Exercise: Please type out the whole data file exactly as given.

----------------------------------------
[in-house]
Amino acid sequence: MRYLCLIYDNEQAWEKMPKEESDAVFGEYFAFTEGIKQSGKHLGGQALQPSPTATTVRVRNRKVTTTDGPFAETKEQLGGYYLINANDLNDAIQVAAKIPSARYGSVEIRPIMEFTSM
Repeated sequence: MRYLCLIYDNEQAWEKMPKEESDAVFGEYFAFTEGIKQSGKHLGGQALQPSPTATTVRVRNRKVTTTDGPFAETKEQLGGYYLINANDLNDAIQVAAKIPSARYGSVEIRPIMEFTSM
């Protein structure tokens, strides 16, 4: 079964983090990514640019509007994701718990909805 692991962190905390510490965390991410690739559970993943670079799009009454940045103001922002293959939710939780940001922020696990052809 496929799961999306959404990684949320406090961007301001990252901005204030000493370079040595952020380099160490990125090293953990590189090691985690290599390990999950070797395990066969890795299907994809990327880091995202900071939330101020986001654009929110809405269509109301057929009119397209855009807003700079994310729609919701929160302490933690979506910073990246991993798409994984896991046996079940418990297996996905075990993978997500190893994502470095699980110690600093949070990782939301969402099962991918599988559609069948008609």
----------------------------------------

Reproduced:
[in-house]
Amino acid sequence: MRYLCLIYDNEQAWEKMPKEESDAVFGEYFAFTEGIKQSGKHLGGQALQPSPTATTVRVRNRKVTTTDGPFAETKEQLGGYYLINANDLNDAIQVAAKIPSARYGSVEIRPIMEFTSM
Repeated sequence: MRYLCLIYDNEQAWEKMPKEESDAVFGEYFAFTEGIKQSGKHLGGQALQPSPTATTVRVRNRKVTTTDGPFAETKEQLGGYYLINANDLNDAIQVAAKIPSARYGSVEIRPIMEFTSM
């Protein structure tokens, strides 16, 4: 079964983090990514640019509007994701718990909805 692991962190905390510490965390991410690739559970993943670079799009009454940045103001922002293959939710939780940001922020696990052809 496929799961999306959404990684949320406090961007301001990252901005204030000493370079040595952020380099160490990125090293953990590189090691985690290599390990999950070797395990066969890795299907994809990327880091995202900071939330101020986001654009929110809405269509109301057929009119397209855009807003700079994310729609919701929160302490933690979506910073990246991993798409994984896991046996079940418990297996996905075990993978997500190893994502470095699980110690600093949070990782939301969402099962991918599988559609069948008609």